Falling In Love for the First Time

One of the most tenacious demons I’ve had to face since my Mother’s death is my own self-hatred.  I’ve been prickly, “emo” (as my daughter would say), anxious, depressed…my body has started to morph into what hers looked like prior to her death.  Bloated, unlike she had ever been.  Physical complaints that no doctor can find a diagnosis for…I keep looking up words like, “empath” because I’ve seen this before, taking on symptoms of those I love as if it will relieve them (which it doesn’t – especially in my Mother’s case for obvious reasons).  I wasn’t ready for her to go.  No matter how ready she was, I wasn’t.  Not that it matters, because it’s what she wanted that is most important.  I just have this nagging sense that the things that were bothering her the most could have been resolved by specialists.  None of that matters now, but it nags at me.  I miss her so much every second of every day, even though I wasn’t the “good” daughter who called every day.  She was never out of my thoughts or heart.  Now I have to somehow fall in love with the daughter she left behind.  Filled with self-hatred and loathing of a type that sickens the heart and soul, I have to find a way back to love and compassion for myself.  She was my heroine.  She was my role model, even though I could never live up to her example.  She was my beginning and it’s hard to know how to live beyond her ending.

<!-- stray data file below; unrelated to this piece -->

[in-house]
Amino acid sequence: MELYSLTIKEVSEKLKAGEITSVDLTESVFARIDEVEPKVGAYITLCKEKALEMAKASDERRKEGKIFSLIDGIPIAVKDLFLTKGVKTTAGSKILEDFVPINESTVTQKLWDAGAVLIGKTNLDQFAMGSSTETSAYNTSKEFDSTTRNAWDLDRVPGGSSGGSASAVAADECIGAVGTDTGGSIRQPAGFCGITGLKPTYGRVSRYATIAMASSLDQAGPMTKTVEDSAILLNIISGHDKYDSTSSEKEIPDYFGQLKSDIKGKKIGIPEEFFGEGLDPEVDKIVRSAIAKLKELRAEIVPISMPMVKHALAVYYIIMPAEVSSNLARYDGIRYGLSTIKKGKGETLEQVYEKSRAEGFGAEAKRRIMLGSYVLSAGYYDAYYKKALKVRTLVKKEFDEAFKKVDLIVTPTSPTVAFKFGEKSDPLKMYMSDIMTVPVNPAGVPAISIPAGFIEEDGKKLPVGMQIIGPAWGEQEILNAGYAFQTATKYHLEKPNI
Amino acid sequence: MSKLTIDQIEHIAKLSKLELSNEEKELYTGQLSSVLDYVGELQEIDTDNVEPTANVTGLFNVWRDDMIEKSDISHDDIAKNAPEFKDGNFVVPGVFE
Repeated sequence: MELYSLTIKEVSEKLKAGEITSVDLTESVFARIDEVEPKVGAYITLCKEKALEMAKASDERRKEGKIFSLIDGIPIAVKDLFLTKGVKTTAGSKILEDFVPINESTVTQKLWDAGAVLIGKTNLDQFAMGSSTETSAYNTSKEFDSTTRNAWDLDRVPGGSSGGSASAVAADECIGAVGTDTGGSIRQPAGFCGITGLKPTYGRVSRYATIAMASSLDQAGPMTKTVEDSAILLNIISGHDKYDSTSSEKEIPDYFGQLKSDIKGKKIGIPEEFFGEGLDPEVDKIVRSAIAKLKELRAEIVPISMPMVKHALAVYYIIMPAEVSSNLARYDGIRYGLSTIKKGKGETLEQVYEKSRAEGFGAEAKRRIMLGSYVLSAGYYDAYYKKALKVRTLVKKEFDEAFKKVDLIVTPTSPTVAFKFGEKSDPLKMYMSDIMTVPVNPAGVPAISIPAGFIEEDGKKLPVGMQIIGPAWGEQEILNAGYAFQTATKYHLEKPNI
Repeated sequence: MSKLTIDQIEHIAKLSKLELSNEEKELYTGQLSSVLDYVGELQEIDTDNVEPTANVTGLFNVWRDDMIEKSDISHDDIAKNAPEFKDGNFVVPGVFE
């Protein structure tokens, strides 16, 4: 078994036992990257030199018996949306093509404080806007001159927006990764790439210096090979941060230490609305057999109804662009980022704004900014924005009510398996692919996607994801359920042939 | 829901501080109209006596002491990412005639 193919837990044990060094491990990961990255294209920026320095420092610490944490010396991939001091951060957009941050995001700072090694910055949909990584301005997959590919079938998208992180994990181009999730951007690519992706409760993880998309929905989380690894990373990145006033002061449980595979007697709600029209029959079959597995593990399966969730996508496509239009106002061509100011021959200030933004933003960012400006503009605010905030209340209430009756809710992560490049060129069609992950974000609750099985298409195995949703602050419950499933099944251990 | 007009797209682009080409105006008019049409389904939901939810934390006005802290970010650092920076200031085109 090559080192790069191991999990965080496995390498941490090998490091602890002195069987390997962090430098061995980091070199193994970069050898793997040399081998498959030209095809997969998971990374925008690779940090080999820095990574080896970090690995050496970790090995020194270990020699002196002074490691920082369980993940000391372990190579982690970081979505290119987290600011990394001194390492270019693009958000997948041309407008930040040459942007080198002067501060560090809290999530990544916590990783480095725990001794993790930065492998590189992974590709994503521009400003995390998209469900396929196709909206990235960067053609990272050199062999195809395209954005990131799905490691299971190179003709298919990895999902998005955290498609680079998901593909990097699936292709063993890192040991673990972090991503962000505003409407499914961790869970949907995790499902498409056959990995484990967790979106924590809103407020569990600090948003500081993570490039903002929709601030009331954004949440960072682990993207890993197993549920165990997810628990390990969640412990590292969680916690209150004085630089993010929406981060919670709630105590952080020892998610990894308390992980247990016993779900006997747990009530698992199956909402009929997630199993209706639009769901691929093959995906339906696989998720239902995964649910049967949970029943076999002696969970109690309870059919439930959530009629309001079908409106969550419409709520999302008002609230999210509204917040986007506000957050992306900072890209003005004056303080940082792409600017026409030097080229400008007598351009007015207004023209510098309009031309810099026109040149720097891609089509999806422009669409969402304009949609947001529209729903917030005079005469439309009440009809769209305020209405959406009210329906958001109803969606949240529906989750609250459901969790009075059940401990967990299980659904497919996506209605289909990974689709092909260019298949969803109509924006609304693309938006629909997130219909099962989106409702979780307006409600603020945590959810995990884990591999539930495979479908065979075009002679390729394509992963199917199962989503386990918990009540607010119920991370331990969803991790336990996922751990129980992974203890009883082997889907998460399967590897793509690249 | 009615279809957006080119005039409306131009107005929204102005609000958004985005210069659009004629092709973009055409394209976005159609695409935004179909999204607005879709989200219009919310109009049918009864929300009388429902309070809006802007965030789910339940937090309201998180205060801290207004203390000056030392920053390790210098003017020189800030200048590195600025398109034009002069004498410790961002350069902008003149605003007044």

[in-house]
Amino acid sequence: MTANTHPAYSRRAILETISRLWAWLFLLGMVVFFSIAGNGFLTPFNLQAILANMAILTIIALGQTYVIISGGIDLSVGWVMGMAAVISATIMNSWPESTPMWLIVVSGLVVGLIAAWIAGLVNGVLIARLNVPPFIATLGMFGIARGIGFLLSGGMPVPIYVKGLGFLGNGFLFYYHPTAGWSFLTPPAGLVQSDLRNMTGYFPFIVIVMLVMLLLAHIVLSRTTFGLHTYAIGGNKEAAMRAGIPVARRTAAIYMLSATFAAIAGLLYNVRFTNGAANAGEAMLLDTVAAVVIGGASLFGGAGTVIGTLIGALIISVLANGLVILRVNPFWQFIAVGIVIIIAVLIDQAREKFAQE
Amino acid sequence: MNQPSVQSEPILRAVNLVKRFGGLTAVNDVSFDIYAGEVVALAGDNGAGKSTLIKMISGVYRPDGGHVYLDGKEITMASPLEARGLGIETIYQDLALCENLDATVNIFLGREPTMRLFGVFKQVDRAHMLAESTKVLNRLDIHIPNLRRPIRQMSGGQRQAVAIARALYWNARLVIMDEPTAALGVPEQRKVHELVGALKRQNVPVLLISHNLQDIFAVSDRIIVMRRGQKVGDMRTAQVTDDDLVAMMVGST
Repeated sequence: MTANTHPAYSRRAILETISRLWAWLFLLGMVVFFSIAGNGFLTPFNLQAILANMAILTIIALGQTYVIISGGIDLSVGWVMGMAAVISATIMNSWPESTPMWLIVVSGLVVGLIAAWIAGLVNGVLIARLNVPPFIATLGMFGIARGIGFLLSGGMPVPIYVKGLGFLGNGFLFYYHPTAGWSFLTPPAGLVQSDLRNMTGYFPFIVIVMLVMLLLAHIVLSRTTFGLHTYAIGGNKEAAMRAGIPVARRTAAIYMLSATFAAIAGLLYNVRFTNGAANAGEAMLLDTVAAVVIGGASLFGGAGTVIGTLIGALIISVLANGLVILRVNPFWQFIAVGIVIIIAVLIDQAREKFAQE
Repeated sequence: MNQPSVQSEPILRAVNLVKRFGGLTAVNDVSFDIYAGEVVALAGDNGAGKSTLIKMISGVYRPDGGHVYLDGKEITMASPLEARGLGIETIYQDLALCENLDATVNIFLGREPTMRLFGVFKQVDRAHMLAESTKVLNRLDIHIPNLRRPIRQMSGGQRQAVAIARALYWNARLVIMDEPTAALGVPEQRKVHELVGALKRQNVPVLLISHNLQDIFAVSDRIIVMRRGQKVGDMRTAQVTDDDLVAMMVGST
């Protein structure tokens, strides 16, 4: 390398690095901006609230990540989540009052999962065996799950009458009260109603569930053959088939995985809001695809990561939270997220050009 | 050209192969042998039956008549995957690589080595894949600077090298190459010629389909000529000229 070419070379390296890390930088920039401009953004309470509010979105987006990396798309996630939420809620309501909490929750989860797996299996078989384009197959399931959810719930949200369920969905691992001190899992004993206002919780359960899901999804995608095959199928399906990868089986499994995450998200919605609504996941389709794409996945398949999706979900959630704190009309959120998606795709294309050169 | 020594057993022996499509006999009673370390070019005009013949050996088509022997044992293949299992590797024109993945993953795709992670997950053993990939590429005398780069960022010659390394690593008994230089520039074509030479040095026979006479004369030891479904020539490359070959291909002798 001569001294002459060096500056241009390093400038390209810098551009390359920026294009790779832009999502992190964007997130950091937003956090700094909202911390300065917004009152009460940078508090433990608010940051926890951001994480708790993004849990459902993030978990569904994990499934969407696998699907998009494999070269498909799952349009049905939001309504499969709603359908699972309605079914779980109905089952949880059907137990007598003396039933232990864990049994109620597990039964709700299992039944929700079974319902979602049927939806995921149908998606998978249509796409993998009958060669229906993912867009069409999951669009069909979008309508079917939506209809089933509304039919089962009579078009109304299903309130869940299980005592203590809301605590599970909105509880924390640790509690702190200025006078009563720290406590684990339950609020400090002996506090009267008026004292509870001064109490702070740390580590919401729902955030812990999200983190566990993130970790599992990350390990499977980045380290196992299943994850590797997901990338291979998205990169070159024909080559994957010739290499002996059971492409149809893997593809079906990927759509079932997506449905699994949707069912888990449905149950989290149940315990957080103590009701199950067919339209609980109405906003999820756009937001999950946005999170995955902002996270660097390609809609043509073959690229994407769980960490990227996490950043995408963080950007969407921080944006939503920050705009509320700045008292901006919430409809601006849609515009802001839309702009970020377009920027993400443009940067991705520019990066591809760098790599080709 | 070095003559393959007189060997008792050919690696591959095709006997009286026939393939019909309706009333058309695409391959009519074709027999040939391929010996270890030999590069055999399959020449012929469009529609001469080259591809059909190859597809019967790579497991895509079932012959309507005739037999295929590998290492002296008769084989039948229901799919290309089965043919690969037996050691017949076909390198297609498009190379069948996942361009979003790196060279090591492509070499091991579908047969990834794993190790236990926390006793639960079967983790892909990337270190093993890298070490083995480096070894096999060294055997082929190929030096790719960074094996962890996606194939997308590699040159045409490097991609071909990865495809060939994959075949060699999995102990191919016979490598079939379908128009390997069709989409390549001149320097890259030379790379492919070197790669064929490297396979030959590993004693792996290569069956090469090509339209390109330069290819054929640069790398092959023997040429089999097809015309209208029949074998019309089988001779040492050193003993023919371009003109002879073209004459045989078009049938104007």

I think of my Grandmother Alice Proctor Hartley.  I want to know so much about my English relative and my Mother’s roots, but I resent having to pay what seem like exhorbitant costs for ancestry services.  I want to go to the old churches and look through their records, retrace the steps Alice took that led her to Frank Hartley and brought them to the United States.  I want to see my Mother grow up, watch her brother before the war takes him and know him as she did.  Francis Louis Hartley.  Gone to the insanity of war, a reflection of the insanity in my own psyche that fights against loving who I am.  Reading Terry Tempest Williams I am envious of her strong family roots, especially those between women in her family.  I want to find those roots in my own background and reclaim my Mother’s heritage.  Maybe it will help bring me back to myself, or help me to find things to love within my own devastated heart.  My sister’s try to help, my brother tries to help, but I need roots.  Nothing feels like it holds me to the ground and the poisonous weed of self-doubt and self-hatred jousts daily, moment by moment, with my healthy self.  The baby my Mother loved and nursed in the night, the little girl who my mother took to the beach and protected with her body in the night when the terrors came to try and claim me.  There is no one to hold me now when the terrors come, and that little girl is weeping for her Mother to wake-up and pull back the sheets one more time, so she can snuggle in next to her and feel what it is to be warm and loved.